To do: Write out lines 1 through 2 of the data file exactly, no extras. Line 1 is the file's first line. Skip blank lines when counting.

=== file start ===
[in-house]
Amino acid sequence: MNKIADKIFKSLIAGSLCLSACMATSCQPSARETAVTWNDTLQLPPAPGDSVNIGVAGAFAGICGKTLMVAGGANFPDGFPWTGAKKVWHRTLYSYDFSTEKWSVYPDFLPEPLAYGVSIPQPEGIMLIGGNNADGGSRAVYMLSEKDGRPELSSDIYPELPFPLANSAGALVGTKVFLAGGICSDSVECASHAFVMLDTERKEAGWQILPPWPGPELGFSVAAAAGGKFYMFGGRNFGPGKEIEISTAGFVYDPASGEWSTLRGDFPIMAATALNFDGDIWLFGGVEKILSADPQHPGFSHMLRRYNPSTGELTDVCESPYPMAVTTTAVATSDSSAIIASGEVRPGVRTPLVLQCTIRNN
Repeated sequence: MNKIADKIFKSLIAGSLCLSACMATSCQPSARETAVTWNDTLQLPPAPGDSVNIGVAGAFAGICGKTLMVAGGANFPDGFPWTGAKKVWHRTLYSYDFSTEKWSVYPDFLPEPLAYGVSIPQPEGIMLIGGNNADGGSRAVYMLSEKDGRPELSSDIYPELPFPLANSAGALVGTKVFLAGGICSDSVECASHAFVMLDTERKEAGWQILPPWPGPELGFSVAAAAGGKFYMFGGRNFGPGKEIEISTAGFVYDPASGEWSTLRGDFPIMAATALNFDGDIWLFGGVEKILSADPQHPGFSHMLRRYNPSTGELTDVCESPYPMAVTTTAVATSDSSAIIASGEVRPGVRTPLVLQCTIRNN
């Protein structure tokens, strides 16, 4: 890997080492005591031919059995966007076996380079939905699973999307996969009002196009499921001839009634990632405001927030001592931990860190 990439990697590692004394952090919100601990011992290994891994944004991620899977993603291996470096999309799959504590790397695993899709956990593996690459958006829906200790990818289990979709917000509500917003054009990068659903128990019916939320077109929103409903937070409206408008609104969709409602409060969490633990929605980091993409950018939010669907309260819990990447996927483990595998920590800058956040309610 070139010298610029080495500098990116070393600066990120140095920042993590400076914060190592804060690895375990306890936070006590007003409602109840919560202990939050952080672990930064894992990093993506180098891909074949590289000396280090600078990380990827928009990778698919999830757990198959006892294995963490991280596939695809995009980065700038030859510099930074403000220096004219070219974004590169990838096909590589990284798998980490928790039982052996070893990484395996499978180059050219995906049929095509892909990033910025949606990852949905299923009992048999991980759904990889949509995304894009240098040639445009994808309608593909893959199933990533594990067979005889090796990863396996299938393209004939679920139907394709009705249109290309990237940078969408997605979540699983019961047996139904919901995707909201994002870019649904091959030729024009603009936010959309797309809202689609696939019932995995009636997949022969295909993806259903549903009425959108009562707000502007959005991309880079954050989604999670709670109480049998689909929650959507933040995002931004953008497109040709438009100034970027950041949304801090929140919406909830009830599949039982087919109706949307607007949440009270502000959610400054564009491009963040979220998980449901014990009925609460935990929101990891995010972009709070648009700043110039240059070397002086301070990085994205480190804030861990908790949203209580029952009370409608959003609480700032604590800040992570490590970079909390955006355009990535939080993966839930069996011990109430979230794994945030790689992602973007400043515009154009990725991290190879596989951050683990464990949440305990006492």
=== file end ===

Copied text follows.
[in-house]
Amino acid sequence: MNKIADKIFKSLIAGSLCLSACMATSCQPSARETAVTWNDTLQLPPAPGDSVNIGVAGAFAGICGKTLMVAGGANFPDGFPWTGAKKVWHRTLYSYDFSTEKWSVYPDFLPEPLAYGVSIPQPEGIMLIGGNNADGGSRAVYMLSEKDGRPELSSDIYPELPFPLANSAGALVGTKVFLAGGICSDSVECASHAFVMLDTERKEAGWQILPPWPGPELGFSVAAAAGGKFYMFGGRNFGPGKEIEISTAGFVYDPASGEWSTLRGDFPIMAATALNFDGDIWLFGGVEKILSADPQHPGFSHMLRRYNPSTGELTDVCESPYPMAVTTTAVATSDSSAIIASGEVRPGVRTPLVLQCTIRNN